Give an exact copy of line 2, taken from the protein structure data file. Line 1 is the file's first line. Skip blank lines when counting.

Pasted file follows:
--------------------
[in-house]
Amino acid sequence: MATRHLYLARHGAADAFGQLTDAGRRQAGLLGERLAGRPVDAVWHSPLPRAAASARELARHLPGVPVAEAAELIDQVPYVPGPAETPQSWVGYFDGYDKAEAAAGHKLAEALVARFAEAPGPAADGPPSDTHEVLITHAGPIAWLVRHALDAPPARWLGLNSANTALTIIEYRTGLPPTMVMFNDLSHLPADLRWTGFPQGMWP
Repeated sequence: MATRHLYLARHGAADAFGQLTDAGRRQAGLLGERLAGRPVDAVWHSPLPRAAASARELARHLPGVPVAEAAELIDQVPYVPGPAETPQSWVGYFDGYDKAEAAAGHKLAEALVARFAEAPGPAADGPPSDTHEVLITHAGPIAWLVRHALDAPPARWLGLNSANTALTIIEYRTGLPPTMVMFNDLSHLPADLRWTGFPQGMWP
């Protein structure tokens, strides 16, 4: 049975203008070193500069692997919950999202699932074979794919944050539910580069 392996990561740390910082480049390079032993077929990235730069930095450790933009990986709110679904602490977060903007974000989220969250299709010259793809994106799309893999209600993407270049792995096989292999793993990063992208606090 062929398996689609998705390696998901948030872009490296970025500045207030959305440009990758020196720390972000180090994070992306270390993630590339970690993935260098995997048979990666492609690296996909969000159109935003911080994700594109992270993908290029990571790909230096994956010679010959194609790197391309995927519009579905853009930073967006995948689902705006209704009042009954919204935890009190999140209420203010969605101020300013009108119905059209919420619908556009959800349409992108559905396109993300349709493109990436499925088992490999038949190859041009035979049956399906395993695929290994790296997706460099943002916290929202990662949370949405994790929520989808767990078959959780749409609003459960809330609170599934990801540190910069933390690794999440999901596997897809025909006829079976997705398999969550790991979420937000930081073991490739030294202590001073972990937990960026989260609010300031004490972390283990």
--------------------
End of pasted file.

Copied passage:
Amino acid sequence: MATRHLYLARHGAADAFGQLTDAGRRQAGLLGERLAGRPVDAVWHSPLPRAAASARELARHLPGVPVAEAAELIDQVPYVPGPAETPQSWVGYFDGYDKAEAAAGHKLAEALVARFAEAPGPAADGPPSDTHEVLITHAGPIAWLVRHALDAPPARWLGLNSANTALTIIEYRTGLPPTMVMFNDLSHLPADLRWTGFPQGMWP